NotesFAQContact Us
Collection
Advanced
Search Tips
ERIC Number: ED540339
Record Type: Non-Journal
Publication Date: 2011-May
Pages: 48
Abstractor: ERIC
Reference Count: 0
ISBN: N/A
ISSN: N/A
The Vanishing West: 1964-2010--The Disappearance of Western Civilization from the American Undergraduate Curriculum
Ricketts, Glenn; Wood, Peter R.; Balch, Stephen H.; Thorne, Ashley
National Association of Scholars
"The Vanishing West" traces the decline and near extinction of the Western Civilization history survey course in America's top colleges and universities from 1964 to 2010. This course, covering classical antiquity to the present, was once part of the undergraduate curriculum's intellectual bedrock, not only because it was often a graduation requirement, but because it gave narrative coherence to everything else the university taught. In studying the rise of the West, students came to grips with how the arts and sciences encountered in other classes had been shaped. And because Western Civilization had "gone global," they also learned what made the world outside campus the place it had become. They usually finished with at least a partial recognition of their civilization as a grand monument to human achievement and something with which to identify. In 1964, the Western Civilization survey course in various guises, along with related courses such as Great Books surveys, were to be found at all the colleges and universities the authors surveyed. By 2010, the course had disappeared entirely as a requirement at these institutions and was available in some less emphasized form at less than a third of them. Reviving the Western Civilization survey in the form that served earlier generations probably is neither feasible nor desirable. Historical scholarship, including knowledge of the West's interactions with other civilizations and cultures, has progressed. An up-to-date survey would have to take account of this new scholarship. But a historical overview of the Western ascent toward freedom, scientific and technology mastery, and world power, is no less essential to the current generation than it was to those past. "The Vanishing West" invites a new dialogue on how best to resume the work of teaching a rounded overview of civilization to young men and women on whom the responsibility will fall to maintain and improve it. The authors offer twenty-three recommendations aimed at better studying the problem, rebuilding the curriculum, and repairing the graduate education pipeline, so that the history profession will again begin to prepare faculty capable of, and interested in, teaching about the broad course of Western history. Appended are: (1) Syllabus of a Western Civilization Course Offered in Spring 2011; and (2) Tables. (Contains 4 tables, 4 figures and 20 footnotes.)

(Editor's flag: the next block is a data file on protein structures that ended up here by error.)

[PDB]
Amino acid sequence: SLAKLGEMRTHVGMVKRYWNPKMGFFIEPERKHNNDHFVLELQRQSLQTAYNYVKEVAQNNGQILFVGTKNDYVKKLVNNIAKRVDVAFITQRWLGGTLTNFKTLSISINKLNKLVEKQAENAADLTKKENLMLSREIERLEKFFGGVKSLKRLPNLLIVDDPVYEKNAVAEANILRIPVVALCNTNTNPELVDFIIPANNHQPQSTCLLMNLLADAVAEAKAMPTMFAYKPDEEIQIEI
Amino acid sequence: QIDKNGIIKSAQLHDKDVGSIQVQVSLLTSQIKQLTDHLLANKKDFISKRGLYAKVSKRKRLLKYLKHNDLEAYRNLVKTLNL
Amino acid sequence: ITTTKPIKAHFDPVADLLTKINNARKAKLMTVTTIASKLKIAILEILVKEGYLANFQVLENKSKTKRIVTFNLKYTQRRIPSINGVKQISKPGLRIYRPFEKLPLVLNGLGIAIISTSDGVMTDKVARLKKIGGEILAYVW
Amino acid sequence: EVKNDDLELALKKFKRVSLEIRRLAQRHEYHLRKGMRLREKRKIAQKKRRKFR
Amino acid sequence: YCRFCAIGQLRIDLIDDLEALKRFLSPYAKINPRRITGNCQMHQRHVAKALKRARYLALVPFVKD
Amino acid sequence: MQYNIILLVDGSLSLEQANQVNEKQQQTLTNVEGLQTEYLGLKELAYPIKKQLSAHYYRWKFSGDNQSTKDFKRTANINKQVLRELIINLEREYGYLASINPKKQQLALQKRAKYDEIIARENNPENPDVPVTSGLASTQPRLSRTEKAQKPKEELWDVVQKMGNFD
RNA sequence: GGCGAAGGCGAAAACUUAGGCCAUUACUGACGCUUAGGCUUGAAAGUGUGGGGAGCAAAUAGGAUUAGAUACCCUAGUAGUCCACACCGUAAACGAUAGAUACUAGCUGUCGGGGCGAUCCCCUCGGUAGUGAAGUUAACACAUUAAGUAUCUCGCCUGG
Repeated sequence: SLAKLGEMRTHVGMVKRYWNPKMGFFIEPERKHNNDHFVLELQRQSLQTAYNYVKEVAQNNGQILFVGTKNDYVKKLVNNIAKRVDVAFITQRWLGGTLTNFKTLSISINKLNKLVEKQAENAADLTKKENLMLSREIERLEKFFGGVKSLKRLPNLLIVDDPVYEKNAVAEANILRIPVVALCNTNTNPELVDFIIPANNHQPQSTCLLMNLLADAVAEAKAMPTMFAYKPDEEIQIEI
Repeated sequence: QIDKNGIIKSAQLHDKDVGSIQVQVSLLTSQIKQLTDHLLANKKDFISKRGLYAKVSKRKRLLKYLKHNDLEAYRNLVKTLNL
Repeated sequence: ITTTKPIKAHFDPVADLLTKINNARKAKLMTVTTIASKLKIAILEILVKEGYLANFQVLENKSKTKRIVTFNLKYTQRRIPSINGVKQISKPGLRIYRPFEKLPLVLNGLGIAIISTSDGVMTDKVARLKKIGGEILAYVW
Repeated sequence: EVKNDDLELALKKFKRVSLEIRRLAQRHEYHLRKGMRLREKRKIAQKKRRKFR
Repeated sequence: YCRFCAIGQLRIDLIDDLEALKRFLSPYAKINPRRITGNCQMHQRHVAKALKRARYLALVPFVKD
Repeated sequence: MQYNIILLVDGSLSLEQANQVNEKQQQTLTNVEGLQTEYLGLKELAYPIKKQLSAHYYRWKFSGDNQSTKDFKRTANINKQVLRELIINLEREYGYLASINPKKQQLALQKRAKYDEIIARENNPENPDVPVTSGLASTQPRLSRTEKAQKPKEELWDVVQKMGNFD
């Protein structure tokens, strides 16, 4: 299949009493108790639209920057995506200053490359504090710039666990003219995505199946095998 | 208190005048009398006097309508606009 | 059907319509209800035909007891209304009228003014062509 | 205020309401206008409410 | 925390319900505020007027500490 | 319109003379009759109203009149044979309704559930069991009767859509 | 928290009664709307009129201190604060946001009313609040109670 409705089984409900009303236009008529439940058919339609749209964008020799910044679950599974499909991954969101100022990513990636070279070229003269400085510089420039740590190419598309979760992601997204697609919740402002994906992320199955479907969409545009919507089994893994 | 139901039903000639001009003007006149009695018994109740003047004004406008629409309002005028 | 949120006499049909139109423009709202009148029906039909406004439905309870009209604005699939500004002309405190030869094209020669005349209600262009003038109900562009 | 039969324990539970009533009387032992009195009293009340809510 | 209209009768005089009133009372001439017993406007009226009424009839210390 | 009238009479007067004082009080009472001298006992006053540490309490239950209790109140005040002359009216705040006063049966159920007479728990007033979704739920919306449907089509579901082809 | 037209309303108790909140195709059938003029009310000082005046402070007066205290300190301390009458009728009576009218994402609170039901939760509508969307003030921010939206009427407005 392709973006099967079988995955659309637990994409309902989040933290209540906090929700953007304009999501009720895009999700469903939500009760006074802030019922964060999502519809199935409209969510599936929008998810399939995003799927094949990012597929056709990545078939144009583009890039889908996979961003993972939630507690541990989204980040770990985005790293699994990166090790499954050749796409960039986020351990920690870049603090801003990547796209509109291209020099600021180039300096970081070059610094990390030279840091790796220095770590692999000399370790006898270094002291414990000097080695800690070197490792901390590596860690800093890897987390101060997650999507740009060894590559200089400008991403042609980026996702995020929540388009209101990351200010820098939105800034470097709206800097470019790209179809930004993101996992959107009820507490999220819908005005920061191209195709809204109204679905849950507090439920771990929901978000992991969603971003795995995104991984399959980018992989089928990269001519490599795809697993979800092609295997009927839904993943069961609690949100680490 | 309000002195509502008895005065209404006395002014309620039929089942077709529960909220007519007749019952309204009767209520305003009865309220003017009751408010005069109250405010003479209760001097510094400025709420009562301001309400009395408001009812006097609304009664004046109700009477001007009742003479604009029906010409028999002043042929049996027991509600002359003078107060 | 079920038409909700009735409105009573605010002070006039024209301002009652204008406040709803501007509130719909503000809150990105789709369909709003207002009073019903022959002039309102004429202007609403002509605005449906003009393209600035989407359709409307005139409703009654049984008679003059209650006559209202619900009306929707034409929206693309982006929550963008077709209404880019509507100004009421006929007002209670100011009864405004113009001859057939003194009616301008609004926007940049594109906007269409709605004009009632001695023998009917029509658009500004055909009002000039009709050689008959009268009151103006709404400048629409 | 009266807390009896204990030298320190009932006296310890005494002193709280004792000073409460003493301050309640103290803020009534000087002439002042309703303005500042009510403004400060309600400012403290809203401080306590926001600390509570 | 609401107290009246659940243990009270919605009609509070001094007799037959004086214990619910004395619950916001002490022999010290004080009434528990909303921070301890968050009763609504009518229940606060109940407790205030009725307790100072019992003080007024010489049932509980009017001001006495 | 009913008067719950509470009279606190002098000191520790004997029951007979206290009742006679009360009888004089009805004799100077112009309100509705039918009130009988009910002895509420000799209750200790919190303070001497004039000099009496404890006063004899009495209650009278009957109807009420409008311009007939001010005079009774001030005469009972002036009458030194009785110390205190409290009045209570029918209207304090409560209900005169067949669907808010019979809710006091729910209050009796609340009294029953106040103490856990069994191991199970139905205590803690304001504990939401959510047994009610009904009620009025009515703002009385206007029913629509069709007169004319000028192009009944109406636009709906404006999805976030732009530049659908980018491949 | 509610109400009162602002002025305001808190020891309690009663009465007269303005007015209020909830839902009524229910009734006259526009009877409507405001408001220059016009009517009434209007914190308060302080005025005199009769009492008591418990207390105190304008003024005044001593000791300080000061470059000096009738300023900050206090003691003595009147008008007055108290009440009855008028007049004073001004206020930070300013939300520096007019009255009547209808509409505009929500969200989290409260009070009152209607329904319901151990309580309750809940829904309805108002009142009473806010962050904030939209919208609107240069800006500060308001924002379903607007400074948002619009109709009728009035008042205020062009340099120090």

National Association of Scholars. 221 Witherspoon Street 2nd Floor, Princeton, NJ 08542-3215. Tel: 609-683-7878; e-mail: nasonweb@nas.org; Web site: http://www.nas.org/
Publication Type: Reports - Evaluative
Education Level: Higher Education
Audience: N/A
Language: English
Sponsor: N/A
Authoring Institution: National Association of Scholars (NAS)